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5-12 F r computedatdierentangularresolutionsonthemulti-bloc kcode ...... 141 5-13 F r computedatdierentangularresolutionsontheSGRIDcode ......... 142 5-14 F r computedat2dierentradialresolutionsonthemulti-bloc kcode ...... 142 5-15 F r computedat2dierentradialresolutionsontheSGRIDcode ......... 143 5-16Comparing F r resultsfromthemulti-blockandSGRIDcode ........... 143 10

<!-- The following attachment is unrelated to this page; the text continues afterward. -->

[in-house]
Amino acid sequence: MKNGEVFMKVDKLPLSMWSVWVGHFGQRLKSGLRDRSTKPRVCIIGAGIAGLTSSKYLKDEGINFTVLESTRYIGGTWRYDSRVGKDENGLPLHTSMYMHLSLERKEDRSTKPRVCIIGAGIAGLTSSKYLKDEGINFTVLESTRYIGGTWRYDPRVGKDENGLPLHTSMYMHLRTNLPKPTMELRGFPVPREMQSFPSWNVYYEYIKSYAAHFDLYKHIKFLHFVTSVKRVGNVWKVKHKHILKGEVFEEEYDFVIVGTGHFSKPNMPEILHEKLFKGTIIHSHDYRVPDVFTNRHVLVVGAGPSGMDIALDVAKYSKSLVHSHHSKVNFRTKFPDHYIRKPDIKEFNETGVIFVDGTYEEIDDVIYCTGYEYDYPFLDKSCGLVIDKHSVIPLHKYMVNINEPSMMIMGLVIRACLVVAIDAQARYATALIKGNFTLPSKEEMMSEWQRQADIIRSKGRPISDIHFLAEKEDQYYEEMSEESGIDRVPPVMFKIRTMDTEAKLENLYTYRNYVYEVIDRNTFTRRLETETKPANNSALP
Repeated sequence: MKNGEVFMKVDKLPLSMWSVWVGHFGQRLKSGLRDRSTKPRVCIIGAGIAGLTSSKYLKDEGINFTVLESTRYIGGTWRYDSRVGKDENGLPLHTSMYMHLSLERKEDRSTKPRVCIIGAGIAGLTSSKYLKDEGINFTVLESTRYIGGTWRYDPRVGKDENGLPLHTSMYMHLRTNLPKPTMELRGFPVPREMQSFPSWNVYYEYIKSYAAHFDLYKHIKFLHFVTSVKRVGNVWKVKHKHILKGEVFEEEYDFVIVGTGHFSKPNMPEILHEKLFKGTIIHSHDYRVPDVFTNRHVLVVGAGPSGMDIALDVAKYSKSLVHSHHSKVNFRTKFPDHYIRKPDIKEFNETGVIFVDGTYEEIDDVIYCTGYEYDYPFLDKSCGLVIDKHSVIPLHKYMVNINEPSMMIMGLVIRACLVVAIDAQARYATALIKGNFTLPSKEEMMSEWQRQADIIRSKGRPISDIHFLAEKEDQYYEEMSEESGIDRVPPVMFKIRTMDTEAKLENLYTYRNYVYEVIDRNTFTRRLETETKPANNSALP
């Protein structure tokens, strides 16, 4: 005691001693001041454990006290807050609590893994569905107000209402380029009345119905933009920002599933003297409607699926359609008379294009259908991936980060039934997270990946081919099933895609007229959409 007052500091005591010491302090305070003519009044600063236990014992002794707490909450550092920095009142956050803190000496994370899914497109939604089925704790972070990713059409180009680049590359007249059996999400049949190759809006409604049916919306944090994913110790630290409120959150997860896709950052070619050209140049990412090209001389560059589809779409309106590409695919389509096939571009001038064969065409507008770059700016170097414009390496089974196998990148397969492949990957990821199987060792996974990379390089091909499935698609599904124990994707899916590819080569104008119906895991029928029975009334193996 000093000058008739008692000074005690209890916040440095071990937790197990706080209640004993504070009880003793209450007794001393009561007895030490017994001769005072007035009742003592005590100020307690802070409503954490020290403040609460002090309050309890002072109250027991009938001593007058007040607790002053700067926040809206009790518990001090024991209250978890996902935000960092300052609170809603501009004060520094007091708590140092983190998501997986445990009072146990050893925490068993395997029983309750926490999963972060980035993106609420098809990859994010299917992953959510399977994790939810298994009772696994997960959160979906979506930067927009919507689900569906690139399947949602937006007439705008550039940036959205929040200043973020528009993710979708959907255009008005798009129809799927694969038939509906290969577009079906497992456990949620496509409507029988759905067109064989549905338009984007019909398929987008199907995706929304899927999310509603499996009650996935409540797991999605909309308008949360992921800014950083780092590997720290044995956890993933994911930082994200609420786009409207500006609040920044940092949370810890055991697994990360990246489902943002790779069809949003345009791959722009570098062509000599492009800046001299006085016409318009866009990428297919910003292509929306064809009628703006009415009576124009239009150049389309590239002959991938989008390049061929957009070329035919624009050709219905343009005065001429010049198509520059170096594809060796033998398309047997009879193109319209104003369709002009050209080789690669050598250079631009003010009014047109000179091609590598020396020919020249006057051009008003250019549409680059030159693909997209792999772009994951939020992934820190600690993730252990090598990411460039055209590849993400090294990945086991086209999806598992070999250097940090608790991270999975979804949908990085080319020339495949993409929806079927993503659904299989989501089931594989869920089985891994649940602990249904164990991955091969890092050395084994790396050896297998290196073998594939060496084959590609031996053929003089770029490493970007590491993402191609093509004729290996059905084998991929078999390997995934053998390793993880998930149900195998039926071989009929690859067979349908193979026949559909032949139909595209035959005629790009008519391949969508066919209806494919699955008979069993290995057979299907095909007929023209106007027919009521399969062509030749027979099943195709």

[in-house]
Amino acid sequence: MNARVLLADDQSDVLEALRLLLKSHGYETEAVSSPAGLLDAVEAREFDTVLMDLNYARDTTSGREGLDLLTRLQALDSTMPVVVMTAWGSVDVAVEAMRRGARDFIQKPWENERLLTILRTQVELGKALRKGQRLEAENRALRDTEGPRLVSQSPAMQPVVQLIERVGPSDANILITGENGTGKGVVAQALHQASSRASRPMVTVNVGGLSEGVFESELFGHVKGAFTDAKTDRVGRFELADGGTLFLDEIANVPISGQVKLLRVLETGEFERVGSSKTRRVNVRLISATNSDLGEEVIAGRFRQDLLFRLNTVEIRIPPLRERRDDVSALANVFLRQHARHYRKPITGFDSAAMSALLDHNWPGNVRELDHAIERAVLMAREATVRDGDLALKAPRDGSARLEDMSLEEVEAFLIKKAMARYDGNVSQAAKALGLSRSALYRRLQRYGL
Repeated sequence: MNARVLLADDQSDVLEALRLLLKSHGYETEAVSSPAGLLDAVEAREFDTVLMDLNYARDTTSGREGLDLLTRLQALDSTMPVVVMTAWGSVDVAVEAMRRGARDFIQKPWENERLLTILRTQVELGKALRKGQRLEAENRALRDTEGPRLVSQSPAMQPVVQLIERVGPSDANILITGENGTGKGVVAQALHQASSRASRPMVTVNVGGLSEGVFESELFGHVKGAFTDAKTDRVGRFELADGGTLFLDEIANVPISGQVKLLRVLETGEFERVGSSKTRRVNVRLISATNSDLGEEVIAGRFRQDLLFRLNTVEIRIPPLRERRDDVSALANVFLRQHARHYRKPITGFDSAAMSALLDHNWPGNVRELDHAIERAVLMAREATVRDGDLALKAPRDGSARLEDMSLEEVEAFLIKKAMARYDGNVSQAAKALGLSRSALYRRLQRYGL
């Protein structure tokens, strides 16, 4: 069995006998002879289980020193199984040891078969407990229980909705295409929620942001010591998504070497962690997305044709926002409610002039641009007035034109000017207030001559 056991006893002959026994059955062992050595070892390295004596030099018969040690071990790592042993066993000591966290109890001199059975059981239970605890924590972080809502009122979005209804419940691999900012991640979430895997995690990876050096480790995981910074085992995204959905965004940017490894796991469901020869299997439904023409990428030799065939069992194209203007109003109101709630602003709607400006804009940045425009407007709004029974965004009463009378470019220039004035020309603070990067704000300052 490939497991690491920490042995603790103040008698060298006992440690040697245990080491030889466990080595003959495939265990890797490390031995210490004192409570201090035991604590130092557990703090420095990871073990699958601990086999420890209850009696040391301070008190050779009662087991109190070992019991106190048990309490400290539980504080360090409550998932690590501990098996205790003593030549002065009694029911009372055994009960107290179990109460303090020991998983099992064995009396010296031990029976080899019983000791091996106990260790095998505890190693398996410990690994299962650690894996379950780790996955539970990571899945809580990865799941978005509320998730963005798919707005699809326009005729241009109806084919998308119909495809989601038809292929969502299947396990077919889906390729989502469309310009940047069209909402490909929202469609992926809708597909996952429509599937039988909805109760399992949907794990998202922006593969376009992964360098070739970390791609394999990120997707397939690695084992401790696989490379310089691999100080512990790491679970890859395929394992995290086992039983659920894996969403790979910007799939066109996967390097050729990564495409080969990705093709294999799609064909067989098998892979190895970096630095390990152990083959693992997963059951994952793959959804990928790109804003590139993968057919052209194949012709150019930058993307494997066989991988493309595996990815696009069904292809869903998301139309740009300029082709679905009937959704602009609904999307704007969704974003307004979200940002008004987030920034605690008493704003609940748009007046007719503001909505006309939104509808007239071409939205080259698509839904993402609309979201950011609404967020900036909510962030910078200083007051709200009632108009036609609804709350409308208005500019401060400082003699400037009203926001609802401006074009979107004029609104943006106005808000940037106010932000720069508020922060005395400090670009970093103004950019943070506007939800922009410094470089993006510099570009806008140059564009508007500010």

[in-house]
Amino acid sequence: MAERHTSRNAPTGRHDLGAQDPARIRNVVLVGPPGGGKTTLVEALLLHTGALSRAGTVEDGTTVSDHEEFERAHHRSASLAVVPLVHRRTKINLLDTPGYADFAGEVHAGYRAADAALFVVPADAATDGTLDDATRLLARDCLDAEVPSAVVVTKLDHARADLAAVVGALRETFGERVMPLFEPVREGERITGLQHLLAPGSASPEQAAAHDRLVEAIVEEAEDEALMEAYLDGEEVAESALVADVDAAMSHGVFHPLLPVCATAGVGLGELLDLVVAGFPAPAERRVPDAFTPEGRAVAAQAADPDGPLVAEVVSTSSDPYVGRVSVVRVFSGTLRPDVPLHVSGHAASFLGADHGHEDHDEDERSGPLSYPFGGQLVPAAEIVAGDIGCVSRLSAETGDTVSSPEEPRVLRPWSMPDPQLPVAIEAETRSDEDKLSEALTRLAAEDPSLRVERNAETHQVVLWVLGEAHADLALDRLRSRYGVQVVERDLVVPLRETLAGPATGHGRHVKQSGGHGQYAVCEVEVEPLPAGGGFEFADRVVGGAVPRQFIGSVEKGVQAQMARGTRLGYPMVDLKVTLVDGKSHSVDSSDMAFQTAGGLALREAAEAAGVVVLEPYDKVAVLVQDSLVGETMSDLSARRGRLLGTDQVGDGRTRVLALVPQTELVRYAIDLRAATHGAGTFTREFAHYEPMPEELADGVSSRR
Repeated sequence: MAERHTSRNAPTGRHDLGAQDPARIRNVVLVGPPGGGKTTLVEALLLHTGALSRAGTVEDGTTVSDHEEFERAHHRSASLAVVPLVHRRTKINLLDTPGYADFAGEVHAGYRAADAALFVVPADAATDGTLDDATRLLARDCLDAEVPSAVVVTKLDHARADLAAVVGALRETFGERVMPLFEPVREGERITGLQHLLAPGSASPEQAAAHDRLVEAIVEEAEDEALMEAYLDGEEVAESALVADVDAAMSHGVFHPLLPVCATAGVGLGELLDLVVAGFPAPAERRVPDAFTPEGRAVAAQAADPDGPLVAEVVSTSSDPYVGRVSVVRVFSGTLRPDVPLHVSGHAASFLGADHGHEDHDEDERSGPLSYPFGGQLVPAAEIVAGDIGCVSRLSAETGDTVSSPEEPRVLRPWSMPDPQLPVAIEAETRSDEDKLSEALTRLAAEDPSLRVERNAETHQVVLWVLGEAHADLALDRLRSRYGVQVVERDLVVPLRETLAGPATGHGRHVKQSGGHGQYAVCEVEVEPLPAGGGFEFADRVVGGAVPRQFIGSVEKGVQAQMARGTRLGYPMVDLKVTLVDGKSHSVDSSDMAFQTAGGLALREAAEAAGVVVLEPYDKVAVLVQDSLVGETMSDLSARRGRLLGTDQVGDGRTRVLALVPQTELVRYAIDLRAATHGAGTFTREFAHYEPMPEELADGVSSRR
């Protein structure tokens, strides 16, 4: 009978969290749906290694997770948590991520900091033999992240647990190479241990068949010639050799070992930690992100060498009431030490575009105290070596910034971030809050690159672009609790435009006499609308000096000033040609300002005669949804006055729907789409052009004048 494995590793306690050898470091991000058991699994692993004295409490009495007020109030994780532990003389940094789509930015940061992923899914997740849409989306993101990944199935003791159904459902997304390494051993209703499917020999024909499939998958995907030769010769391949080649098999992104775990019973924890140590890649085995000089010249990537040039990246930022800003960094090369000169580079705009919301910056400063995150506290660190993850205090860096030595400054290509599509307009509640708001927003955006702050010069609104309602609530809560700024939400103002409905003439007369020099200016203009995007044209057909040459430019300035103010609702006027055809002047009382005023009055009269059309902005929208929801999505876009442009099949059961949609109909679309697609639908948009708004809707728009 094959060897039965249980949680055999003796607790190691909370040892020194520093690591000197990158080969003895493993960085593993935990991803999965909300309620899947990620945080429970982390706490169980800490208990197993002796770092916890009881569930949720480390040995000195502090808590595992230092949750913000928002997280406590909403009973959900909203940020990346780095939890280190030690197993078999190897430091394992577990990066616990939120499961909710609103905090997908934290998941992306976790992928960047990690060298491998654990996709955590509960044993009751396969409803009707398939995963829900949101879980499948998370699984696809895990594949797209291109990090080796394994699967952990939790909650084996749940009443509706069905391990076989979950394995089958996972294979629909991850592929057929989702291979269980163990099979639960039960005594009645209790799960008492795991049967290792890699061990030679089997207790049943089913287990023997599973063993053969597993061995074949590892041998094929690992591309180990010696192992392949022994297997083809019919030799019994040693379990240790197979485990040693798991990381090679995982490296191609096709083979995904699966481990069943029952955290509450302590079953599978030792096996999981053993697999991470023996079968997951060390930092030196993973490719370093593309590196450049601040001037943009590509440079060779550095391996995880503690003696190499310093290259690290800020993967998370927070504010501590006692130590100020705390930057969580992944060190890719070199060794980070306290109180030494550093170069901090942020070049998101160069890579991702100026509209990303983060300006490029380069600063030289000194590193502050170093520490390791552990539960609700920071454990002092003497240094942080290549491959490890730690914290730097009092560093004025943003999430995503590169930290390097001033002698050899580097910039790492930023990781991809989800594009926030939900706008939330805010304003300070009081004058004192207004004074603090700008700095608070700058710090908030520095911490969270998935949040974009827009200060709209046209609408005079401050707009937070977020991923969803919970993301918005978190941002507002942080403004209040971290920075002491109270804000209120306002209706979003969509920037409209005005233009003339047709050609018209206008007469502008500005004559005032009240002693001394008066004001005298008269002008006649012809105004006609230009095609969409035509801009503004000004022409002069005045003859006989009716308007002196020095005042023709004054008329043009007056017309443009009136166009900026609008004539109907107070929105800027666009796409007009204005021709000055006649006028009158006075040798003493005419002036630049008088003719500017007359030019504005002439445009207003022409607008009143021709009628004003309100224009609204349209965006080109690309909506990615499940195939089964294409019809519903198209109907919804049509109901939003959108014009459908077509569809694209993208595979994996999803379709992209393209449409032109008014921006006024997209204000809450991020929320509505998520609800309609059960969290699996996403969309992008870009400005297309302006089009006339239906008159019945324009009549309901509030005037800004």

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AbstractofDissertationPresentedtotheGraduateSchool oftheUniversityofFloridainPartialFulllmentofthe RequirementsfortheDegreeofDoctorofPhilosophy THEDYNAMICSOFPOINTPARTICLESAROUNDBLACKHOLES By MichaelFrancisIanG.VegaII August2009 Chair:StevenDetweilerMajor:Physics Apointparticlemovinginacurvedspacetimegivesrisetoe ldsthatinturnaect itsmotion.Oneconvenientlythinksofthisinterplayasthe responseoftheparticleto its self-force .Todate,modelsofpointparticlemotioninthevicinityofb lackholeshave ignoredpartsofthisself-forcebecauseitissuchachallen getocalculate.Thisworkispart ofalargereorttodevelopsystematictoolsfortheecient calculationofsuchself-forces. Thisdevelopmentismadewiththeaimofaccuratelysimulati ngtheinspiralingmotion ofcompactobjectsontosupermassiveblackholes(alsoknow nasextreme-mass-ratio binaryinspirals,orEMRIs),andofobtaininggoodpredicti onsofthegravitationalwaves theyemit.EMRIsarethemaintargetsfortheproposedspacebasedgravitationalwave detector,theLaserInterferometerSpaceAntenna(LISA).F orthemissiontosucceed, accuratetemplatesofthegravitationalwavesitwillpicku parenecessary.Thisworkisan attempttoaddressthisneed. Themaincontributionofthisdissertationisthedesignand testingofanovelmethod forsimultaneouslycalculatingself-forcesandradiation ruxesduepointparticlesources using(3+1)codes.Concretecalculationsofself-forcesfo rparticlesinstrong-eldgravity haveonlypreviouslybeendonethroughmodesumapproaches, which,whilehavingbeen criticaltothedevelopmentofthesubject,appearsinconve nientfortheeventualgoalof usingacalculatedself-forcetoupdateparticletrajector ies.Thenewmethodavoidsa modedecompositionentirely,andinsteadproperlyreplace sthedistributionalsourceof 11